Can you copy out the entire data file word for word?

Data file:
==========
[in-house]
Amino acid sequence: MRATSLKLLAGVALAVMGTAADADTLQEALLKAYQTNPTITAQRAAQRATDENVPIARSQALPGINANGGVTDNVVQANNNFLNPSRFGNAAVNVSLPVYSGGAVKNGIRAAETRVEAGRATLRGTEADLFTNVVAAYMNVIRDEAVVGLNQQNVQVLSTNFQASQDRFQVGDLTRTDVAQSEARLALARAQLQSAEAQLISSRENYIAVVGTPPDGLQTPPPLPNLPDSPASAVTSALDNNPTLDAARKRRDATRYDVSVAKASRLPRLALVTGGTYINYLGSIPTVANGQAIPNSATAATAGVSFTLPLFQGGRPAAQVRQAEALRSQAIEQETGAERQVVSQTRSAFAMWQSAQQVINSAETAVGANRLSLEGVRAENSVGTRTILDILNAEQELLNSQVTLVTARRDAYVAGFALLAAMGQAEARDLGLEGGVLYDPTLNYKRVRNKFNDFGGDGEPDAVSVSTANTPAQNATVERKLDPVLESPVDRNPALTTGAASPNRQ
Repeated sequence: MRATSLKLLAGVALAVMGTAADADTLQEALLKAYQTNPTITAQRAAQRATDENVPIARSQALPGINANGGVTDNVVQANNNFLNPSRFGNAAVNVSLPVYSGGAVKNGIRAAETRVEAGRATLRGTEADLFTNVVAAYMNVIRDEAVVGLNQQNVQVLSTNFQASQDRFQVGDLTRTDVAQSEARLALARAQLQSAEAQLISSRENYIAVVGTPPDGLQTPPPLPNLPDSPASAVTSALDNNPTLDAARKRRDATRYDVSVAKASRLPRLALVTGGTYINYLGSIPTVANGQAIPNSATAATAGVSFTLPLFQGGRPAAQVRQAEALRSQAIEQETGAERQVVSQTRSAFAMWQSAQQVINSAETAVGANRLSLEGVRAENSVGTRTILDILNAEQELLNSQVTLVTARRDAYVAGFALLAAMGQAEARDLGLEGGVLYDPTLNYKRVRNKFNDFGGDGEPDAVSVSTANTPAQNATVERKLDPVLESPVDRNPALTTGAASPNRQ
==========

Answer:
[in-house]
Amino acid sequence: MRATSLKLLAGVALAVMGTAADADTLQEALLKAYQTNPTITAQRAAQRATDENVPIARSQALPGINANGGVTDNVVQANNNFLNPSRFGNAAVNVSLPVYSGGAVKNGIRAAETRVEAGRATLRGTEADLFTNVVAAYMNVIRDEAVVGLNQQNVQVLSTNFQASQDRFQVGDLTRTDVAQSEARLALARAQLQSAEAQLISSRENYIAVVGTPPDGLQTPPPLPNLPDSPASAVTSALDNNPTLDAARKRRDATRYDVSVAKASRLPRLALVTGGTYINYLGSIPTVANGQAIPNSATAATAGVSFTLPLFQGGRPAAQVRQAEALRSQAIEQETGAERQVVSQTRSAFAMWQSAQQVINSAETAVGANRLSLEGVRAENSVGTRTILDILNAEQELLNSQVTLVTARRDAYVAGFALLAAMGQAEARDLGLEGGVLYDPTLNYKRVRNKFNDFGGDGEPDAVSVSTANTPAQNATVERKLDPVLESPVDRNPALTTGAASPNRQ
Repeated sequence: MRATSLKLLAGVALAVMGTAADADTLQEALLKAYQTNPTITAQRAAQRATDENVPIARSQALPGINANGGVTDNVVQANNNFLNPSRFGNAAVNVSLPVYSGGAVKNGIRAAETRVEAGRATLRGTEADLFTNVVAAYMNVIRDEAVVGLNQQNVQVLSTNFQASQDRFQVGDLTRTDVAQSEARLALARAQLQSAEAQLISSRENYIAVVGTPPDGLQTPPPLPNLPDSPASAVTSALDNNPTLDAARKRRDATRYDVSVAKASRLPRLALVTGGTYINYLGSIPTVANGQAIPNSATAATAGVSFTLPLFQGGRPAAQVRQAEALRSQAIEQETGAERQVVSQTRSAFAMWQSAQQVINSAETAVGANRLSLEGVRAENSVGTRTILDILNAEQELLNSQVTLVTARRDAYVAGFALLAAMGQAEARDLGLEGGVLYDPTLNYKRVRNKFNDFGGDGEPDAVSVSTANTPAQNATVERKLDPVLESPVDRNPALTTGAASPNRQ